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Acron: Attack of the Squirrels Review: A Nutty Delight Of A VR Party Game

Acron: Attack of the Squirrels Review: A Nutty Delight Of A VR Party Game

Resolution Games might have cracked it here. The Swedish studio’s back catalogue, overwhelming in number, is filled with cheery games, all with a faint smack of commerce. Whether it’s freemium experiments or tie-ins with irritating animals, the studio (notably formed by Candy Crush developer Tommy Palm) has struggled to escape that cynical stigma.

Acron does just that. Moreso than any Resolution title before it, this plays like a game where fun is front and center. And what fun Acron can be; it’s a VR party game, best played in local multiplayer. One player puts on a headset to embody a tree. Between two to eight others jump in via a free smartphone app to become squirrels. Squirrels want the tree’s golden acorns, and the tree has to protect them in matches lasting no more than a few minutes.

What follows is a frantic and fantastical mix of party madness and, with time and coordination, cunning strategy. For the VR player, Acron is a fast-firing game of whack-a-mole sprinkled with a few tactics. You need to knock squirrels down by throwing projectiles which come in three varieties. There’s a fast-spawning standard seed, a larger one that explodes and sap to slow your enemies down. Better yet, if a squirrel dares get too close you can pick them up and toss them like a leafy King Kong. The controls are critically simple and the experience conveys the simple thrills of bringing virtual worlds to life with ease. This is a great place to introduce VR to friends and family. Wielding your giant tree hands, in particular, is a wonderfully surreal sensation.

Like RADtv and Puppet Fever before it, though, Acron does threaten to grow stale as soon as it starts. I’m yet to see a VR party game that doesn’t burn out eventually but, reassuringly, Acron keeps finding ways to amuse.  It’s kept me and different groups of friends laughing in anywhere between 20 – 60 minute play sessions in which we’ve been eager to pass the headset over and start yelling over the top of each other. When everyone’s past the short learning curve, it becomes a riotous romp.

Much of that comes from strategizing as the squirrels. Mobile play is initially something of a train wreck; everyone just sort of dashes towards the shiny golden prize in what looks like a woefully inaccurate recreation of D-Day. But as players start to grasp the game — which takes no more than a few rounds — plans start to develop.

Comfort

When in VR, Acron is an entirely stationary experience. You can play either seated or standing, but there’s no movement to worry about. It’s about as comfortable as VR can get. There are four different types of critter, each with a special power like sprinting, digging tunnels, generating shields or building bridges. A more seasoned team might work to provide cover with shields and bridges while one player burrows beneath them. In one particularly proud moment, I crept around the left side of the map while my teammates successfully distracted the enemy on the right.

It’s telling that, in one session I played, my friends initially complained that the squirrel side couldn’t possibly win. The tree’s ammunition comes thick and fast and, with a sturdy aim (which seems ever so slightly assisted), can seem overpowered. But, as we kept playing, the conversation changed to the point where tree players were losing more often than not.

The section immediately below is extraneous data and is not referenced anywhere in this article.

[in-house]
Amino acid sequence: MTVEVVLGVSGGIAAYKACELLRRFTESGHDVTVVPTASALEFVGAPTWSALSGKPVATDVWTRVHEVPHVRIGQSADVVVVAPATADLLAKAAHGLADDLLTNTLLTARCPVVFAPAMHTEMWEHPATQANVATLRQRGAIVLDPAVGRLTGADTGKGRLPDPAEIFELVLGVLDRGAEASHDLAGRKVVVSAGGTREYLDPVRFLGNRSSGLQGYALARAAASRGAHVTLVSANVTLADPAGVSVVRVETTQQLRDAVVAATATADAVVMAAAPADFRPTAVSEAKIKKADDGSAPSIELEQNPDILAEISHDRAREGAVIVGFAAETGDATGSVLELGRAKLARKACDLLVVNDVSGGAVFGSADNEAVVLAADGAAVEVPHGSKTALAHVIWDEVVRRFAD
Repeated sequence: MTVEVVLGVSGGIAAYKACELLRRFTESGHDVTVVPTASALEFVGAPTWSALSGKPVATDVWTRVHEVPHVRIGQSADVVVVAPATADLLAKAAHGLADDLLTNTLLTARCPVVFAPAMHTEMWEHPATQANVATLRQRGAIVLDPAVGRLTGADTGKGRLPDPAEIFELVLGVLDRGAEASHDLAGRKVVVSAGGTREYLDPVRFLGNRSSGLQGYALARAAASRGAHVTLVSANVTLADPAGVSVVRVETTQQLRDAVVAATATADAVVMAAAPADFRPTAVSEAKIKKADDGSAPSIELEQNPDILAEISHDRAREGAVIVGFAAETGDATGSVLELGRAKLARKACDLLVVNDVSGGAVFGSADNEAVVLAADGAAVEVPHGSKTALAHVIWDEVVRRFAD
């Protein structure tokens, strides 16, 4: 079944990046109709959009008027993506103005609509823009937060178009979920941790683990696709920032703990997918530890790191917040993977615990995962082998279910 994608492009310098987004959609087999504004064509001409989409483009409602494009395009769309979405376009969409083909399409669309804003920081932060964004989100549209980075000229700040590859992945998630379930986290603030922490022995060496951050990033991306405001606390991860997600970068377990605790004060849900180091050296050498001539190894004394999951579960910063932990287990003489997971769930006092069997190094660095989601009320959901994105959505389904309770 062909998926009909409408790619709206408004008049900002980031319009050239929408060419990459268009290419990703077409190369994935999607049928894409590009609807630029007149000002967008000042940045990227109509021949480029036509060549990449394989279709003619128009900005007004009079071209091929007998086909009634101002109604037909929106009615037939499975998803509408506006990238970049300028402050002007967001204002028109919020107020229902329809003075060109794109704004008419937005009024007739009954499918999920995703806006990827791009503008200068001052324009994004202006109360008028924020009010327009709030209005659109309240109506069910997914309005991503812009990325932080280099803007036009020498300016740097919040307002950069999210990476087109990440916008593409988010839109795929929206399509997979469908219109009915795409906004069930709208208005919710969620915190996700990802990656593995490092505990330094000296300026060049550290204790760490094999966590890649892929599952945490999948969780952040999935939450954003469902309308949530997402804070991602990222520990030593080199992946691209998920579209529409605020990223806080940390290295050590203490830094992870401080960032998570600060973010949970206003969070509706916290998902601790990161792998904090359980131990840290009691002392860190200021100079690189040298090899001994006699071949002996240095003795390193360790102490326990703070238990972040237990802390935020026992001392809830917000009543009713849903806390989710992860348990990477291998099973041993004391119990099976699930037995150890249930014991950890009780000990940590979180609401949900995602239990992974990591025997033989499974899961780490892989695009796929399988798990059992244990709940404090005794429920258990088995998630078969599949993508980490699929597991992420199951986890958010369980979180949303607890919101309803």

In fact, the game’s balance is often dependent on level design. Some courses, like a multilayered set of ramps or one with a lake that rises and empties, are necessary additions to give VR players a leg up. When pitted against fields with barriers that pop up after the push of a button, the odds are stacked the other way. Overall the mix is pretty even-handed.

A shame, then, that there are only a handful of levels, all of which you can see through pretty quickly. Acron’s undeniably light on content and I feel like it could benefit from more character classes and ammunition types too. Having said that, I’ve rarely felt ‘done’ when enjoying the game with others, although also not especially compelled to revisit it with the same group. That is, at least, not without any new content to see or a long stretch between play sessions. True that’s a negative in some respects, but it’s also the kind of existence popular games like Jackbox and Mario Party enjoy.

Crucially, though, the game doesn’t have to be played locally. Yes, Acron was designed with couch play in mind, but players from across the world can join you too. Playing with my colleagues on the other side of the globe over voice chat was the perfect workaround when I couldn’t arrange a local session. The only obvious downside is being unable to switch the headset over. I’d welcome some sort of in-VR phone emulation so that people that have paid for the game can replicate the couch experience on the fly, too.

Acron is something of a delight, then. Certainly not an epiphanic bastion of VR immersion, but a hectic hassle of shouts and screams that exposes the platform’s more playful side. Played with friends, it’s a wickedly entertaining package that will have you passing the headset in rapid succession. There’s a slickness to the production and design here, one that removes much of the baggage of other VR party games. Even as VR headsets start to become more accessible, Acron is remarkably light to the touch.

Acron: Attack of the Squirrels is available from today on Oculus Rift, Quest and HTC Vive. This review specifically focuses on the PC version using an Oculus Rift S. For more on how we arrived at this score, read our review guidelines.

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